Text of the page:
It is in realisation of this fact that the state government is currently making efforts to improve infrastructure in the axis. For instance, the newly completed Imeke-Ajido Bridge, a major link bridge in the area was recently presented for public use. Similarly, the state government has approved construction of second phase of the project which is a 17-kilometre network of roads connecting Aradagun to Whispering Palms, a major tourist resort in the state. The completion of the project is essentially strategic to tourism in the state as Whispering Palms is a leading tourism hub in West Africa.
Badagry has also benefited from the state government’s Light Up Lagos Project which is geared towards easing the way of doing business in the axis. By the time the on-going redevelopment of the Badagry Expressway into a 10 lane facility, incorporating BRT lanes and light rail, is fully completed, the Badagry axis would, no doubt, become a leading tourist hub in Africa. When this is put alongside the proposed construction of a 500-seater Arts Theatre and a Cinema by the state government in Badagry, on-going efforts in opening up Badagry for business would be better appreciated.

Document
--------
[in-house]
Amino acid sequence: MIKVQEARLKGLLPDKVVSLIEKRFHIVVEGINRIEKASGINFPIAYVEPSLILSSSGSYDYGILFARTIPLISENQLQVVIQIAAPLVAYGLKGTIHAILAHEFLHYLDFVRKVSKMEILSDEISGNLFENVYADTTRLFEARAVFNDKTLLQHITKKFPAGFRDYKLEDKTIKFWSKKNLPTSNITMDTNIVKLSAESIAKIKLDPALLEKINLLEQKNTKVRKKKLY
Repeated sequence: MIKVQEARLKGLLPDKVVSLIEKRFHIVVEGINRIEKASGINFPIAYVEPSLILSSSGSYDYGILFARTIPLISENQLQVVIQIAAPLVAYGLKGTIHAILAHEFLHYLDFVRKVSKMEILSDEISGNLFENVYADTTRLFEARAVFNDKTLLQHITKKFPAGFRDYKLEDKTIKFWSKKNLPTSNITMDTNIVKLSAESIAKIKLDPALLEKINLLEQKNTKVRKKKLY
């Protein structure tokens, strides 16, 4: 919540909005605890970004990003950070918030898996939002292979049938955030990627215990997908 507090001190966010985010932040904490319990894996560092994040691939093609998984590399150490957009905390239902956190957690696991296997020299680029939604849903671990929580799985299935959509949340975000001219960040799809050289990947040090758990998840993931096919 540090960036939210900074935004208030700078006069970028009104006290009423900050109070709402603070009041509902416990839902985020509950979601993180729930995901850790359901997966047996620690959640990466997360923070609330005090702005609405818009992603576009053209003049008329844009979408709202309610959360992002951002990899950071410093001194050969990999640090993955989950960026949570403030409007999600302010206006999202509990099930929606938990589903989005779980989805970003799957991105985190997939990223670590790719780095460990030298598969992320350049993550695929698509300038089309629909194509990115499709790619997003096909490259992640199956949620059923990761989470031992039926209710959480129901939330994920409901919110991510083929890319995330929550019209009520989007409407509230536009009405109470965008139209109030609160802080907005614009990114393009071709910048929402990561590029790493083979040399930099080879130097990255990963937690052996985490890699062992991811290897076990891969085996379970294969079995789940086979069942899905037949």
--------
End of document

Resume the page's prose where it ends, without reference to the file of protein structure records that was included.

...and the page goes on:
In spite of the state government’s interventions in the axis, in order to abundantly draw inclusive awareness to the huge tourism potential of the axis, more investments in the provision of vital infrastructure and facilities are still seriously required. This is where private organisations and individual investors are expected to come in and make the difference. All over the world, it is the private sector that creatively enhances tourism development. No doubt, more investment in the sector will make tourism viable in the area and ultimately lead to employment opportunities through the various allied support services such as tour guides, transportation and hospitality.